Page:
Further, I have suspected that ministers of the realm do not have the time of day to scratch an itch, let alone cruise websites and personal blogs routing through them with fine tooth combs looking for perceived libelous material against their exalted personalities. Judging by this incident, I know now that I am sorely mistaken. But as I have criticised other ministers over the lifetime of this blog, and none bothered to take me to court or lodge a complaint against me with the police, let me revise that assessment and not generalise but specify that maybe, actually in all probability, understand that only this particular minister is not being kept busy enough! Mr Prime Minister, can you give him more “portfolios” to fill his time? Please? Maybe then he would pay more attention to his job, better his ministry and staff to get them all (including himself) to provide the necessary services to the community with alacrity and expeditiously.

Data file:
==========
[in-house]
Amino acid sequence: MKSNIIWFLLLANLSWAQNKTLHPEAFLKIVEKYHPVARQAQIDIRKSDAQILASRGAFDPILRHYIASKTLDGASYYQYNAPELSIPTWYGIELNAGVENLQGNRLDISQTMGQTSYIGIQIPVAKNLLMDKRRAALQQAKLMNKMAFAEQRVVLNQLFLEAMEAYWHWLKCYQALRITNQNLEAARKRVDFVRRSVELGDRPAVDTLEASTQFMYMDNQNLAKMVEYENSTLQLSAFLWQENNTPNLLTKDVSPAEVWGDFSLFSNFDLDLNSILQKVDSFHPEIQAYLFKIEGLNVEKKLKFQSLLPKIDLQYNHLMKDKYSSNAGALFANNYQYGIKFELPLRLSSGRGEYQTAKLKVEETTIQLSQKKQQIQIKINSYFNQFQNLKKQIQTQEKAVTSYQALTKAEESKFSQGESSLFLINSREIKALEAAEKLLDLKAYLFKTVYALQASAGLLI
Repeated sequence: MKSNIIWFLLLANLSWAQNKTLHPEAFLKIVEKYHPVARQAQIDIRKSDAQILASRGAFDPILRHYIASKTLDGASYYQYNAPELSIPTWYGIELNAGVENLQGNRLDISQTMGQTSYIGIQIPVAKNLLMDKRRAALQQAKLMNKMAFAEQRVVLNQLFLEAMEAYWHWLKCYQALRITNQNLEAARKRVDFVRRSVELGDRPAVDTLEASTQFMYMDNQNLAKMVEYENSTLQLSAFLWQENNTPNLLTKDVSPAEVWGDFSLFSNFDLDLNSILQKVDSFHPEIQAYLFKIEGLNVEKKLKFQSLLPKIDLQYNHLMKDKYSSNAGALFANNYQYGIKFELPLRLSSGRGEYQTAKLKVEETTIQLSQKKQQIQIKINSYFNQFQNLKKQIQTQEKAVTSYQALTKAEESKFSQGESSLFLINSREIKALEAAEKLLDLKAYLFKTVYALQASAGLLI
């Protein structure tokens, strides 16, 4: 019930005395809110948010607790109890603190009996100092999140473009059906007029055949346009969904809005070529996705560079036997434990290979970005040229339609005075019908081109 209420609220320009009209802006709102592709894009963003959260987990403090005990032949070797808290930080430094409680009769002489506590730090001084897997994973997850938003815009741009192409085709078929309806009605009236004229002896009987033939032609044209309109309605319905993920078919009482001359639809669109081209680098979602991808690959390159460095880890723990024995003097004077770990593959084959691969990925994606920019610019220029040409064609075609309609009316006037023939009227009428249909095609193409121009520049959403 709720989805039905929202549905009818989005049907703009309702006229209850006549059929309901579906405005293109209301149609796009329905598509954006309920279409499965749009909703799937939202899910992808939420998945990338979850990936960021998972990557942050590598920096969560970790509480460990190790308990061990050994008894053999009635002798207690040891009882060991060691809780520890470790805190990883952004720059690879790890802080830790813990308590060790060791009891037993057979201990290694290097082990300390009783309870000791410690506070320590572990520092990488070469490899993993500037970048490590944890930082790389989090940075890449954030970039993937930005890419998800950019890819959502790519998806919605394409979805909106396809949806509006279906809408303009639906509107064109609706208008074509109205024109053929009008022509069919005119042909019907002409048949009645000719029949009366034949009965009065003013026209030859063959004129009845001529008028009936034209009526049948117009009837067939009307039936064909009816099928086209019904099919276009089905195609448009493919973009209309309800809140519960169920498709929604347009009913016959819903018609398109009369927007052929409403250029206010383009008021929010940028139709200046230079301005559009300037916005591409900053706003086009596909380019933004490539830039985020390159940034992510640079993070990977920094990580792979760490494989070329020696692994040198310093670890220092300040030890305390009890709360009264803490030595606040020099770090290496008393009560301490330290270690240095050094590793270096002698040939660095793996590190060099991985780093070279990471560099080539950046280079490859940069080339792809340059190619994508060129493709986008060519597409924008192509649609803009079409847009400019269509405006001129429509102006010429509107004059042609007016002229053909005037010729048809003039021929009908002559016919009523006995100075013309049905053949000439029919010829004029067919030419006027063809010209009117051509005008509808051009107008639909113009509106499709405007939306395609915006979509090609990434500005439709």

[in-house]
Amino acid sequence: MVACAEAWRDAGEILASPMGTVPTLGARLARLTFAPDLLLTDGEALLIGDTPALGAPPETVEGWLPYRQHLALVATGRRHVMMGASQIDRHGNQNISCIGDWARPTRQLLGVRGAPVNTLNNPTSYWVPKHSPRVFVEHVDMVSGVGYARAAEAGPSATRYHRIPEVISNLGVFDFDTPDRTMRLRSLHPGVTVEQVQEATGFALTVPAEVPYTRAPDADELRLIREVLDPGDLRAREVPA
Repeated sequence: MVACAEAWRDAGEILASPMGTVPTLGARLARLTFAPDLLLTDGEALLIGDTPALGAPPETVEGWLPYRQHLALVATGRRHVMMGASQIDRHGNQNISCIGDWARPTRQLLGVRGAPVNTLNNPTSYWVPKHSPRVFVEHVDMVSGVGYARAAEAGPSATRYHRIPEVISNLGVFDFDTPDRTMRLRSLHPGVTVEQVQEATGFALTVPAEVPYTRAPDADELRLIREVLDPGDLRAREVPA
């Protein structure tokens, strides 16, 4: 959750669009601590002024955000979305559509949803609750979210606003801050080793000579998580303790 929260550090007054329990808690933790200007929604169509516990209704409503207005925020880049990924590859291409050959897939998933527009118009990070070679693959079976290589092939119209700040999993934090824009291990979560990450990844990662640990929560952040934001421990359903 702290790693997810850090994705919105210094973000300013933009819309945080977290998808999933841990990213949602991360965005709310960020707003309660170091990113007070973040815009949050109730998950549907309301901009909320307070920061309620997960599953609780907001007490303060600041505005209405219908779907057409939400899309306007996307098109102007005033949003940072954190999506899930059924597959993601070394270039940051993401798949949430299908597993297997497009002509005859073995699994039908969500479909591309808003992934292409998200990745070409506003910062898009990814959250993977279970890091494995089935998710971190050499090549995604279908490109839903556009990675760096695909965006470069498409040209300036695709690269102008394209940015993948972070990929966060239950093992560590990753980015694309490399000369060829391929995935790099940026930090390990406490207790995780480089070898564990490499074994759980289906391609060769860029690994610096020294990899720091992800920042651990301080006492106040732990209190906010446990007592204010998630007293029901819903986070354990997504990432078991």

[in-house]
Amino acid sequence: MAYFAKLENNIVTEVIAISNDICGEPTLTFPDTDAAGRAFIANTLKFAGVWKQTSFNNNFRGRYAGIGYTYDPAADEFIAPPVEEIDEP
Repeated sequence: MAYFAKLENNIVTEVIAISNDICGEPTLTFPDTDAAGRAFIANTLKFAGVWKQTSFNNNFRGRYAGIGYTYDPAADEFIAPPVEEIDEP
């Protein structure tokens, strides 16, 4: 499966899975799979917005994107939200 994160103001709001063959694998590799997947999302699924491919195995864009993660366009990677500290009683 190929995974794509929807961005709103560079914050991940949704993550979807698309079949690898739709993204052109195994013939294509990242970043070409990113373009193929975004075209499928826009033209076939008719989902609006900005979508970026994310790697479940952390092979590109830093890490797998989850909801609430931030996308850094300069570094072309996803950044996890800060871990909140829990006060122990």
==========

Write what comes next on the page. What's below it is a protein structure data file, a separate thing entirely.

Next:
Driving back from Manama an hour or so ago I was caught in an almighty downpour. I am sure he could utilise his time (stop reading here Your Excellency and get your job done!) and provide the necessary services and funding for the municipal councils or contracted companies to remove the resulting stagnant waters, and maybe use your position to think of practical solutions to utilise this precious water rather than wasting it as usual in a country suffering from virtual drought?
I shall present myself at the Public Prosecutor tomorrow morning at 8AM promptly as instructed, and it will only be my pleasure to talk to the assigned person to this case and shall come back and write about my experience so that people will see how you personally have contributed to the “betterment of Bahrain.”
Your Excellency (I know you are still reading this) accept this as advice from a concerned citizen: concentrate on doing your job and do it well and wealth of reputation will come to you uncalled for and unbidden. Pursue your differences with opinion writers (professional or normal concerned citizens) and all you will do is damage your already frayed reputation.